Taxpayers who anticipate big refunds each year often look forward to the start of tax filing season. They know that within a few weeks that they will have a refund that totals hundreds or even thousands of dollars.
However, this year's tax filing season will be markedly different because the IRS plans to hold the first round of refunds until February 15 or later. The delay ensures that people get the money coming to them and that they avoid becoming the victims of identity theft.
A New Approach to Wrongful Tax Returns and Identity TheftThe IRS estimates that it paid out more than $3 billion in fraudulent tax refunds last year. That money went to identity thieves who stole or conned people out of their personal identification information like Social Security numbers, EINs, banking information, and other details needed to file a return.
Identity theft has been a long-standing problem that the IRS has dealt with each tax season, prompting it to take new measures this year. During the 2017 tax filing season, the IRS plans on using new identity detection programs that will flag fraudulent returns and prevent refunds from going to the wrong people.
Part of this plan, however, involves holding the first round of refunds until February 15 or later. People who count on that money to pay bills or buy items for their homes may be disappointed and frustrated at having to wait for their refund checks. Still, the IRS warns that the delay is for the good of taxpayers who otherwise could become the victim of fraud and identity theft.
Identity Theft Protective MeasuresWhat can you do to help the IRS in its bid to protect your identity and refund? Your first step should be to answer all of the tax return questions accurately so that yours is not flagged for review. Along with providing sensitive details like:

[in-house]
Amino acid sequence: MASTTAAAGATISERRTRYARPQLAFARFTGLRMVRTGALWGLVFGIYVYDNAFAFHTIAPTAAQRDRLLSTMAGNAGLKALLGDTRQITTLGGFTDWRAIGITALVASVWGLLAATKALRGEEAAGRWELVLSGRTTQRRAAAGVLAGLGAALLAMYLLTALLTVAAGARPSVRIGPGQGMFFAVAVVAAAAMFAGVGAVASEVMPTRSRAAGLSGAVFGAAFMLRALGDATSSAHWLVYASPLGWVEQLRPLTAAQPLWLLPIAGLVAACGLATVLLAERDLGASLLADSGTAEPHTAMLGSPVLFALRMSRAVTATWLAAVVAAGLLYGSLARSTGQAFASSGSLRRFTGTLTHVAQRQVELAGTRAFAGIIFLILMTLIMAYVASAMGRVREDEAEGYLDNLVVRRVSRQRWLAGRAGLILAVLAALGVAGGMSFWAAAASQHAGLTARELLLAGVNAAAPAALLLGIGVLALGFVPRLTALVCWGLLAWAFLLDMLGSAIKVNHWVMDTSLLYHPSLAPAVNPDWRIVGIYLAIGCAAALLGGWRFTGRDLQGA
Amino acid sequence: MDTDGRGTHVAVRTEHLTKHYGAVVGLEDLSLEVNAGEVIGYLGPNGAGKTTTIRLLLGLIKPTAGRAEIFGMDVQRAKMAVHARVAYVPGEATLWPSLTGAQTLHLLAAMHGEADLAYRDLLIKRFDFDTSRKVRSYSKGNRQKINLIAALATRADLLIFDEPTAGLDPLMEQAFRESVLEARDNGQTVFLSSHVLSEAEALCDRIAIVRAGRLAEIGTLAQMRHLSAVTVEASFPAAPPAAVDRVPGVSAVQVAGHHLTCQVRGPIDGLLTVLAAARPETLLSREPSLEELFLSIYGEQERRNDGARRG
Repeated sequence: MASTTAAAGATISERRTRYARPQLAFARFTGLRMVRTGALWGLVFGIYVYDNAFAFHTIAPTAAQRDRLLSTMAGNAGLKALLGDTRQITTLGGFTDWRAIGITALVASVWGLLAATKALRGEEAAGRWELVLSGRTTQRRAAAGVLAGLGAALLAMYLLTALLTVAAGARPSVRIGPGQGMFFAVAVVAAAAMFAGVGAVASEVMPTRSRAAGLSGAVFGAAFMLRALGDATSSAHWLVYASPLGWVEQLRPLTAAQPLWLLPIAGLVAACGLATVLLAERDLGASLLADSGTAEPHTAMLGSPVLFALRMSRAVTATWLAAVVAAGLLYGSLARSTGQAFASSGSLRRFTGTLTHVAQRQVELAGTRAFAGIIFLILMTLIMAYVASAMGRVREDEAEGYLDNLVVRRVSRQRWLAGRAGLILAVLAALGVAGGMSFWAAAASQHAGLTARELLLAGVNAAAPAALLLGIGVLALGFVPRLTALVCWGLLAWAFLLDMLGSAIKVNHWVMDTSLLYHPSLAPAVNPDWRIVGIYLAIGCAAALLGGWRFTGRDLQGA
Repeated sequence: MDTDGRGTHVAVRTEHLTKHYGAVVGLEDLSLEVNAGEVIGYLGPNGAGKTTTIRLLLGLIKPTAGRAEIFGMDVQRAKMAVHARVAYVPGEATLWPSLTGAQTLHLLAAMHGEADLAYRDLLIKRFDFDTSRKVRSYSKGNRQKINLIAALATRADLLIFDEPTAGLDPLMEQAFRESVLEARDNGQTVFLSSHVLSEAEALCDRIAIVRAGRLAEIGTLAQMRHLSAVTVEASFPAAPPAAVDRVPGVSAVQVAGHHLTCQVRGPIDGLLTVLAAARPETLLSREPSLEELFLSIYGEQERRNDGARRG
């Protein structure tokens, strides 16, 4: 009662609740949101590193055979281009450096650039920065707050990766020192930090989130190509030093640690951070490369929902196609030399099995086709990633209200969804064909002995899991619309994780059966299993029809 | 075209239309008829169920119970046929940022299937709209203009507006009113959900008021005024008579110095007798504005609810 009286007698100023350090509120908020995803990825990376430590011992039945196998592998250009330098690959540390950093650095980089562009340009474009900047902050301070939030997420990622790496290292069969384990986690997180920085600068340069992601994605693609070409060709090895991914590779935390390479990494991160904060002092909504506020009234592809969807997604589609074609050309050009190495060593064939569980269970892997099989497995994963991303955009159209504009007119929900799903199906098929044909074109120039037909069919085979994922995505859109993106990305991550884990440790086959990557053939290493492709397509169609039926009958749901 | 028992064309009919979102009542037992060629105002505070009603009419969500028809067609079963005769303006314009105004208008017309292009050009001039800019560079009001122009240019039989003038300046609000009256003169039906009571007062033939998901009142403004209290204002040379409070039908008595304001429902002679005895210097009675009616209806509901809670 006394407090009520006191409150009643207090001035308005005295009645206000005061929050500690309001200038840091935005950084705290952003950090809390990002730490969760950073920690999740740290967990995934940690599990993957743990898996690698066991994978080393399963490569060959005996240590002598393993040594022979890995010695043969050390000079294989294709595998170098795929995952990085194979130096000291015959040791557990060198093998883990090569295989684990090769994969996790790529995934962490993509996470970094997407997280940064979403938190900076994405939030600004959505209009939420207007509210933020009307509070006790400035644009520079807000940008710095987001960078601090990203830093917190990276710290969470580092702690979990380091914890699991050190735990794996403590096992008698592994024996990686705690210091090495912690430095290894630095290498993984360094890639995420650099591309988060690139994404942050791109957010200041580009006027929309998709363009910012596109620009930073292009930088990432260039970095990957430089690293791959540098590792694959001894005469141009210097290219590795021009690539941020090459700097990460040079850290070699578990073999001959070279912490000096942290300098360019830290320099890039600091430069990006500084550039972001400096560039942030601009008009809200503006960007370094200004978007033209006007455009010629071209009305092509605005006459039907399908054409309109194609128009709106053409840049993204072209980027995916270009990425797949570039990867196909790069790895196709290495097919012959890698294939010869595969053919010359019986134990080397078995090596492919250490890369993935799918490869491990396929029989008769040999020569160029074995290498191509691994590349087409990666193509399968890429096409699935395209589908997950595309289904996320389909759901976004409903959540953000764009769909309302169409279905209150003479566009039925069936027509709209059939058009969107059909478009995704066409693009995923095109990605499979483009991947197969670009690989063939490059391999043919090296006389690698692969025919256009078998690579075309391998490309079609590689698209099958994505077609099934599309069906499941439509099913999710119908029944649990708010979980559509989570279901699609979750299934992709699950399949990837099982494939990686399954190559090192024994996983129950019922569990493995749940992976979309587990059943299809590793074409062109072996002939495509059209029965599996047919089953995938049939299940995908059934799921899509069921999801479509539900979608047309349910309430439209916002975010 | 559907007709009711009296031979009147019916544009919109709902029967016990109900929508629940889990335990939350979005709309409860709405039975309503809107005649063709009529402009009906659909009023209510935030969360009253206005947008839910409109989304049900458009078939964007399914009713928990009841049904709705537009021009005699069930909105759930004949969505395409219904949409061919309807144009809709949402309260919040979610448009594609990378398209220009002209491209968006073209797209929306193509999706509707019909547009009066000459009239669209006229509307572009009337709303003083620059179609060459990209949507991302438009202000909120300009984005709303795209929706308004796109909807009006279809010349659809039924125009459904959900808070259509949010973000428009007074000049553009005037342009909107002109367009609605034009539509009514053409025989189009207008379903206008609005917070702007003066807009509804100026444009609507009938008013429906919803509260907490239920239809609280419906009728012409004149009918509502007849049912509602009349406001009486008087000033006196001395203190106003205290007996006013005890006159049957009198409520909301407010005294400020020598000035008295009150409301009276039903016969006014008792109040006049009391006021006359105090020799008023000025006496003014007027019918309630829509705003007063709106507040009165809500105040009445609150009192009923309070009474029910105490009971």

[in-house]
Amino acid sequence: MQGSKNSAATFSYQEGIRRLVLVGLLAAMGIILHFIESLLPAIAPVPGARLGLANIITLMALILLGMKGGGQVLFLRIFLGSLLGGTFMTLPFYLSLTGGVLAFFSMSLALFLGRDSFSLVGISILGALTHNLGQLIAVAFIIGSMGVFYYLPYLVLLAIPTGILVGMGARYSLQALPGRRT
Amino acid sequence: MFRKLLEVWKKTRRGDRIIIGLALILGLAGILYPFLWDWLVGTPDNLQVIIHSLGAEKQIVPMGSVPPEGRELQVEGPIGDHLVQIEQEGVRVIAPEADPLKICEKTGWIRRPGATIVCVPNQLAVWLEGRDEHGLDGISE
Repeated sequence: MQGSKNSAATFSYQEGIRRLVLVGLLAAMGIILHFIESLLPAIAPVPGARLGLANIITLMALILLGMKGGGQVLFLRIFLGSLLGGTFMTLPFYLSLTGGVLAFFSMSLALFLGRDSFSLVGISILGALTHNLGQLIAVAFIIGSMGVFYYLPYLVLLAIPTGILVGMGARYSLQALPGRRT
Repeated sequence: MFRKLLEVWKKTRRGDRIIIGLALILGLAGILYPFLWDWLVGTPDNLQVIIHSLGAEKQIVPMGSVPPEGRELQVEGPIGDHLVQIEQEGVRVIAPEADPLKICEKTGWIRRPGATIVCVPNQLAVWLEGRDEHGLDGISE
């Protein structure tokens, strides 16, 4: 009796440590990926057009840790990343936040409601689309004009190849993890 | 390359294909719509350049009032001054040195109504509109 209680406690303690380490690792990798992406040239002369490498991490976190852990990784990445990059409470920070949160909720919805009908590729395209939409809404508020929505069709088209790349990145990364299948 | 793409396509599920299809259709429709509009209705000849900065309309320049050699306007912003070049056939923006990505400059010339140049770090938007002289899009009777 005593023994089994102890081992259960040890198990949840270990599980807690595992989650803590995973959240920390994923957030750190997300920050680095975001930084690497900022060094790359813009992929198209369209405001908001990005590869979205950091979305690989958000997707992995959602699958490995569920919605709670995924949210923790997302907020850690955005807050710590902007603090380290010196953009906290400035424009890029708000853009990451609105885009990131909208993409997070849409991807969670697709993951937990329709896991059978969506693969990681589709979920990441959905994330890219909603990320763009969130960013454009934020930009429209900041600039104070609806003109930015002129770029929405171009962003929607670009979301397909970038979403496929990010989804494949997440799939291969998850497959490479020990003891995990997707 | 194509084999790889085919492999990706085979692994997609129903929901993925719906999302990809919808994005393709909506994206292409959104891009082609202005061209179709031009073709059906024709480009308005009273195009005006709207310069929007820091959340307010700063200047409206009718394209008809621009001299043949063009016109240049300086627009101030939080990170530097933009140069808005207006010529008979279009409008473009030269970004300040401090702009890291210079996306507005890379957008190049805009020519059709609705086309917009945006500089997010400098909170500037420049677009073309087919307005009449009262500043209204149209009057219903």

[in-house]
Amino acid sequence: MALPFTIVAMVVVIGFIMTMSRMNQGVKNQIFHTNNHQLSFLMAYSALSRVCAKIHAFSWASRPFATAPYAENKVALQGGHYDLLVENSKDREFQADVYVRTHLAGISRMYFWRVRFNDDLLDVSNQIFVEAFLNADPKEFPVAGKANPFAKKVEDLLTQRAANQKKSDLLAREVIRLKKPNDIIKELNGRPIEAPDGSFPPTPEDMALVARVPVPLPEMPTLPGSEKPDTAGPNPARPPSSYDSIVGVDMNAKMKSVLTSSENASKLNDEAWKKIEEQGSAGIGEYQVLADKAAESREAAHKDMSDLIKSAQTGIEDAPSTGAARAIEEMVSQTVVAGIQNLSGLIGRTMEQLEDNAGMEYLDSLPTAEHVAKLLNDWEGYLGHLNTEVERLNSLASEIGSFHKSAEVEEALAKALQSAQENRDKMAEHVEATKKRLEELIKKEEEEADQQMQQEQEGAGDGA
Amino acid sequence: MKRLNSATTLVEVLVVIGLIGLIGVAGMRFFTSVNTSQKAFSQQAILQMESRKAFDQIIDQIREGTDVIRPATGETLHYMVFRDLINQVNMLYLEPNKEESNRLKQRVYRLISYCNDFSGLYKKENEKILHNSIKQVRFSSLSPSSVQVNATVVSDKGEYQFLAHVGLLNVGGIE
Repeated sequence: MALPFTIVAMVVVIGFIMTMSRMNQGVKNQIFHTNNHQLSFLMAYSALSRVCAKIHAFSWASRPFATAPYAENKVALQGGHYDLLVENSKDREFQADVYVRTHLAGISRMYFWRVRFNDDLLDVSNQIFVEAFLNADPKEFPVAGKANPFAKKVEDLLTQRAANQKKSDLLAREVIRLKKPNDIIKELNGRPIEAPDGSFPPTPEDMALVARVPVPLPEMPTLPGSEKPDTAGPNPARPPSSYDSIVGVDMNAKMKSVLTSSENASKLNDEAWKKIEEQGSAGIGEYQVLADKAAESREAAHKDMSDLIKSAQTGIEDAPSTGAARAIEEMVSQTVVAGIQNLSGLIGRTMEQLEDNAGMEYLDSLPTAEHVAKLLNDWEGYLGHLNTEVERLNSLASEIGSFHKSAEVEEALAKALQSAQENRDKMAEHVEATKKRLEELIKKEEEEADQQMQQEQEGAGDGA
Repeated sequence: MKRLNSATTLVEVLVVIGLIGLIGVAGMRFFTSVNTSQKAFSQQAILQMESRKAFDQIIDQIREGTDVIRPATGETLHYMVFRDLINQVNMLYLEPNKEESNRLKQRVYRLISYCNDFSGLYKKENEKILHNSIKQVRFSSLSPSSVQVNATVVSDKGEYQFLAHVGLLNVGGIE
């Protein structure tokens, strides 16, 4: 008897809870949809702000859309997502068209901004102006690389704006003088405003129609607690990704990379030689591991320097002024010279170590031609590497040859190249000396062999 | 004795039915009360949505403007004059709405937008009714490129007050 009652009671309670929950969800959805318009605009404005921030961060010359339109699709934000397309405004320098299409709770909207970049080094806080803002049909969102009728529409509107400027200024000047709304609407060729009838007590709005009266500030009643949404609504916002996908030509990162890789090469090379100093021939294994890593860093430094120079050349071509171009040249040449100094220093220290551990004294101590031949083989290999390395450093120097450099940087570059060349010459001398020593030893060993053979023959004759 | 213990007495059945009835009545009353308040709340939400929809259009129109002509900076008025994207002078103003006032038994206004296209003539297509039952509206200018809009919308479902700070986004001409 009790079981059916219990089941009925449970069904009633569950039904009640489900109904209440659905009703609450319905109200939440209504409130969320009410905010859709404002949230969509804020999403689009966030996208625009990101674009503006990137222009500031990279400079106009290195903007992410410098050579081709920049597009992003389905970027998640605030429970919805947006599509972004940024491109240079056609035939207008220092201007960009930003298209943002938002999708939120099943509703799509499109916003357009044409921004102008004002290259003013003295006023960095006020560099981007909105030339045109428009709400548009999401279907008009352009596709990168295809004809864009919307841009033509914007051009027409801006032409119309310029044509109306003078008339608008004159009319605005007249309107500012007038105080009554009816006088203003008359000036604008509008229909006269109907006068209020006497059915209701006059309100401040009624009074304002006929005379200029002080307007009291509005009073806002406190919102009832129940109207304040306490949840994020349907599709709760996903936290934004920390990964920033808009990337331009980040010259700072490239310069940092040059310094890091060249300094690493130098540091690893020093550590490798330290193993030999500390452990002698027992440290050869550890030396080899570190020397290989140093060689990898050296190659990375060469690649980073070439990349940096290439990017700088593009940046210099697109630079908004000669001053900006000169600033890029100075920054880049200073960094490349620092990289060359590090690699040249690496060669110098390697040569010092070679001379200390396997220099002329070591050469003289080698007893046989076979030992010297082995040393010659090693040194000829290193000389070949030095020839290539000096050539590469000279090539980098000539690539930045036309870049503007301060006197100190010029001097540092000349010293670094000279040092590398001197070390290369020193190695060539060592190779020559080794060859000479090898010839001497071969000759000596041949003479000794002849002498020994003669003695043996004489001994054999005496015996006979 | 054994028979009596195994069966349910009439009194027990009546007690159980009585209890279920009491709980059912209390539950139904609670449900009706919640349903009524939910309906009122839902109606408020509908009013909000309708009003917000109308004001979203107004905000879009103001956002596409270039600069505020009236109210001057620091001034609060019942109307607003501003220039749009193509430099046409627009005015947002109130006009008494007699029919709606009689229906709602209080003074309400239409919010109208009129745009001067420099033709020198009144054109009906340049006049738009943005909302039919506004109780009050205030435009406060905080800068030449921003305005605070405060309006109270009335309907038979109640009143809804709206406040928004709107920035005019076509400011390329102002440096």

- Your Social Security number
- Your EIN, if applicable
- Your date of birth
- The Social Security numbers of your spouse and dependents
How can you find your last year's AGI? Your best solution would be to use the same tax preparer as last year. Your tax preparer should have your last year's returns on file if you have misplaced your copy. You also can order a copy of your transcript returns from the IRS before filing taxes.
You also should review to whom you give out your personal information over the phone or via email. Identity thieves are extraordinarily adept at tricking people out of these details either by using flattery or threats.
In fact, many pose as IRS agents when contacting unsuspecting victims by phone or email. Some of the trickery that they use include:
- Demanding immediate payment of your tax balance over the phone
- Telling you to pay by gift card, wire transfer, or prepaid debit card
- Threatening to send law enforcement to your home or workplace if you do not comply with their demands
- Refusing to tell you how much you owe or why and insisting you pay immediately
- Demanding your credit or debit card numbers over the phone or via email.
The IRS will never contact you by email or phone about your tax balance. Instead, it will send you a letter either by standard or certified U.S. mail. If you have doubts about what you owe, you can check your IRS account by logging onto IRS.gov.
You can also use that website to check the status of your tax refund by clicking on the Where's My Refund link. If it says you are not getting a refund or your return has been filed before you actually file it with a tax preparer or by yourself, you should contact the IRS immediately to report that your identity and personal information may have been stolen.
This year's tax filing season will be different from previous years. Instead of letting you file early or sending out refunds without question, the IRS plans on holding refunds until February 15 or later. This measure is to ensure that people get their money and that they do not become the victims of identity theft.